Deep down, we believe everyone has an innate love of nature. Through thousands of years, humans have evolved to favour certain natural surroundings - not just because they make us feel better, happier, or less stressed, but because they improved our chances of survival.
Our biophilic connection to nature has been well evidenced with over 1,000 studies confirming the positive relationship between humans and the natural world.
Yet, our relationship with nature is sporadic and fleeting. We’re now spending over 90% of our time indoors, a marked shift from our evolutionary past. We’re losing our physical access to the natural world, while at the same time, causing significant environmental damage.
We need a rich connection with nature not just to improve our own health and wellbeing, but to make more responsible environmental decisions too. Nature should form as much a part of our indoor surroundings as it does outdoors, fitting in with modern life.
Our answer to this is Environmental Wellbeing. It’s a term we’ve introduced that explores the positive relationship natural surroundings have on our wellbeing, placing nature at the heart of our health and happiness.
It is a term to connect nature, wellbeing and technology, and explores how we can better harness natural surroundings in reconnecting us to the natural world.
Wellbeing is defined as “the state of being comfortable, healthy, or happy.” We often split it in two – our physical wellbeing representing the health of our body and the behaviours we undertake like exercise and nutrition, and mental wellbeing representing the health of our mind, including our ability to manage stress, be productive and avoid mental illnesses like depression.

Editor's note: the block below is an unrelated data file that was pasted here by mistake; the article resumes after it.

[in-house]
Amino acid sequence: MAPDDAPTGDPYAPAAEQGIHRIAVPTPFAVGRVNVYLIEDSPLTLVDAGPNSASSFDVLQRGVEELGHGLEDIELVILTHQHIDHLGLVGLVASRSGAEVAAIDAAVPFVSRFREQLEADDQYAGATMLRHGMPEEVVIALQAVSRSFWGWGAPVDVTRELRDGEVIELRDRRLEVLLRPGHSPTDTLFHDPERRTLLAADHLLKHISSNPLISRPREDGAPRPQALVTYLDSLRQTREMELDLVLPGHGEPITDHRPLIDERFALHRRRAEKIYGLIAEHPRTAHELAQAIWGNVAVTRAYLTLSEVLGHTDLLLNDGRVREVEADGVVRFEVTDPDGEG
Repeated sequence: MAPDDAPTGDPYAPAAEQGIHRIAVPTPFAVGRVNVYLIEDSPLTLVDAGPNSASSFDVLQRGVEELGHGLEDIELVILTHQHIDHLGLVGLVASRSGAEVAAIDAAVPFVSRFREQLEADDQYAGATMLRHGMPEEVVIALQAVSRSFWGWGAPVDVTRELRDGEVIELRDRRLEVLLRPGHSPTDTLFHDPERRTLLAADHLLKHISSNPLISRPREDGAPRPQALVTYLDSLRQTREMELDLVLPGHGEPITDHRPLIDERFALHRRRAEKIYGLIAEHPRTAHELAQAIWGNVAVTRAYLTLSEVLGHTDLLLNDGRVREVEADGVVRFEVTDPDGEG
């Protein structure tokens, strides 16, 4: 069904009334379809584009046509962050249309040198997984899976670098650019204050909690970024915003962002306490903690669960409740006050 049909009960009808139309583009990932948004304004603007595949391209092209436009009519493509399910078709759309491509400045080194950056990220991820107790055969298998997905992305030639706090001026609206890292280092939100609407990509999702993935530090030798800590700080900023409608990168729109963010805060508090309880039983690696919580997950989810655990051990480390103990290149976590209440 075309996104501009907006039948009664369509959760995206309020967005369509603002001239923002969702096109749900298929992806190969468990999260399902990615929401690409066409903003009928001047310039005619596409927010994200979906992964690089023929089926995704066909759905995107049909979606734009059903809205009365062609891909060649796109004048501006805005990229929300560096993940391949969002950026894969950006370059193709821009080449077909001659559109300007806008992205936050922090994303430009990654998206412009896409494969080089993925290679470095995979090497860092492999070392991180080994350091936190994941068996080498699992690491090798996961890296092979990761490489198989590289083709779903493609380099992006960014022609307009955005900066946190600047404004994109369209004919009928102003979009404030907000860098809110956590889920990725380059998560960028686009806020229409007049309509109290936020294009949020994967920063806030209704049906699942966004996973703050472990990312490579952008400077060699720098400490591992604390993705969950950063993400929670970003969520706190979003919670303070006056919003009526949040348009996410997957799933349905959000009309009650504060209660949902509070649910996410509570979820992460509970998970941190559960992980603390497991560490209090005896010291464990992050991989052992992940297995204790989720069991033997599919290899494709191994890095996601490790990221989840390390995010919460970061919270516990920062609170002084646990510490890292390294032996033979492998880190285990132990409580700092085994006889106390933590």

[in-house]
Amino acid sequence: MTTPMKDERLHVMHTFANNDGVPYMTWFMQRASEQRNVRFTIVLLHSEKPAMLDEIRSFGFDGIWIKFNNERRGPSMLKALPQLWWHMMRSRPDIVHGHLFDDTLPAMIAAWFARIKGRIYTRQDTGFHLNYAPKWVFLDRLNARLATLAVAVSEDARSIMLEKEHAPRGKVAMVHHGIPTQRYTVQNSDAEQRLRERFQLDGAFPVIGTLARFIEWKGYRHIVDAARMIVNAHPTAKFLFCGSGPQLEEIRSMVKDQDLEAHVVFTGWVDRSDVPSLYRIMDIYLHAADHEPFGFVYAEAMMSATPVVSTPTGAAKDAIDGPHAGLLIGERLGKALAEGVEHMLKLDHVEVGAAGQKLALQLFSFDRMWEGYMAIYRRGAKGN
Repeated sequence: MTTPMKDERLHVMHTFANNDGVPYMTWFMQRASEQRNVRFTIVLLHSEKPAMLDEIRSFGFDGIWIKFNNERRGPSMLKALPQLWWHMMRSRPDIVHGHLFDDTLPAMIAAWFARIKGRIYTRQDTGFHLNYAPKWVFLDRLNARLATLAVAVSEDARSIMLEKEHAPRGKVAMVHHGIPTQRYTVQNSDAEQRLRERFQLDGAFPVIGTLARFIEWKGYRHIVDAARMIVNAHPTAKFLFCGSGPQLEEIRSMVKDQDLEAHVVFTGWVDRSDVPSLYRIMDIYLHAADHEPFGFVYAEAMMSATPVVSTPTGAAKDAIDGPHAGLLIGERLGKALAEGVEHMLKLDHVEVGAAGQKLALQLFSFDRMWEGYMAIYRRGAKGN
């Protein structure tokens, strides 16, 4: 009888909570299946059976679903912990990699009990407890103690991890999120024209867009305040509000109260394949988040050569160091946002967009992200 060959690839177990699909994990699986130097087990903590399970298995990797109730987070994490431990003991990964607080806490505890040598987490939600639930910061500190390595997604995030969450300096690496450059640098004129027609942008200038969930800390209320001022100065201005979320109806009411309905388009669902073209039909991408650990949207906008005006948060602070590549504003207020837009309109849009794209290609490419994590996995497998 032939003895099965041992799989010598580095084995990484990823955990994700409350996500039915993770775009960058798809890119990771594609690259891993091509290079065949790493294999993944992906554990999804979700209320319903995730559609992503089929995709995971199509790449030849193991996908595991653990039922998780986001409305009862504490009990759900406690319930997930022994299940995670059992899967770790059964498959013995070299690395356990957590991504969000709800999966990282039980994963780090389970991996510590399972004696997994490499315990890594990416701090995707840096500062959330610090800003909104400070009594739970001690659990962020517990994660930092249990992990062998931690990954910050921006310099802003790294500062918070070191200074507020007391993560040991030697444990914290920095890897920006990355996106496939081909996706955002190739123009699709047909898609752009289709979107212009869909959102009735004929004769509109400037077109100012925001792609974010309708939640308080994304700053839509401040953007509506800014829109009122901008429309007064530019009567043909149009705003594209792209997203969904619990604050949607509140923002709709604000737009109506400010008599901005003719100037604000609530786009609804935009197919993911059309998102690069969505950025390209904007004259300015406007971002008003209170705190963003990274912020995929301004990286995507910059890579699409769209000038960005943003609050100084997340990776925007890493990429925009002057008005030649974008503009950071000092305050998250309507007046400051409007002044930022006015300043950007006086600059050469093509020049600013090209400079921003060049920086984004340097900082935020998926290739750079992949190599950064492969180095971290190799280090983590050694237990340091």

We believe nature is fundamental to our wellbeing both in supporting mental wellbeing, productivity and sleep, but also physical wellbeing. As reported in a Yale study:
Nature is not only nice to have, but it’s a have-to-have for physical health and cognitive function.
There’s so much to explore about nature's relationship to our wellbeing. (You can read more detail in our previous blog post here).
From Edward Wilson’s notion of biophilia to the attention restoration theory arguing nature’s capacity to restore, there’s countless evidence for nature supporting sleep, relaxation, creativity, concentration, productivity, memory, attention, recovery, stress, anxiety, mood and happiness. It can also help reduce negative thoughts, and help fight against mental illnesses like depression.
Nature can also offer us emotions that are difficult to find elsewhere. Looking up into tall trees, for example, has been shown to induce profound feelings like awe - an emotion which has been linked to greater altruism and recovery from burnout.
Furthermore, nature is starting to get mainstream recognition within medicine too, with NHS doctors in the UK giving out nature prescriptions to improve wellbeing.
It’s also interesting to contrast nature with practices like mindfulness and meditation. These practices advertise similar benefits in areas like stress and performance, but they require conscious effort, cognitive resources and practice to reap the rewards. They take time.
Exposure to nature requires no conscious thought or practice, and by comparison, it’s consumption can be effortless and passive.
In short - bringing nature into our surroundings can have instant benefits to our wellbeing.
Environment plays a huge role in our daily lives. Not just our immediate environment and surroundings (where introducing nature through nature sounds, nature images and even pot plants are shown to support wellbeing) but our wider environment and connection to the planet too.
If people form a stronger connection with nature, through experiencing and valuing its impact on their wellbeing, evidence supports they will take stronger environmental decisions.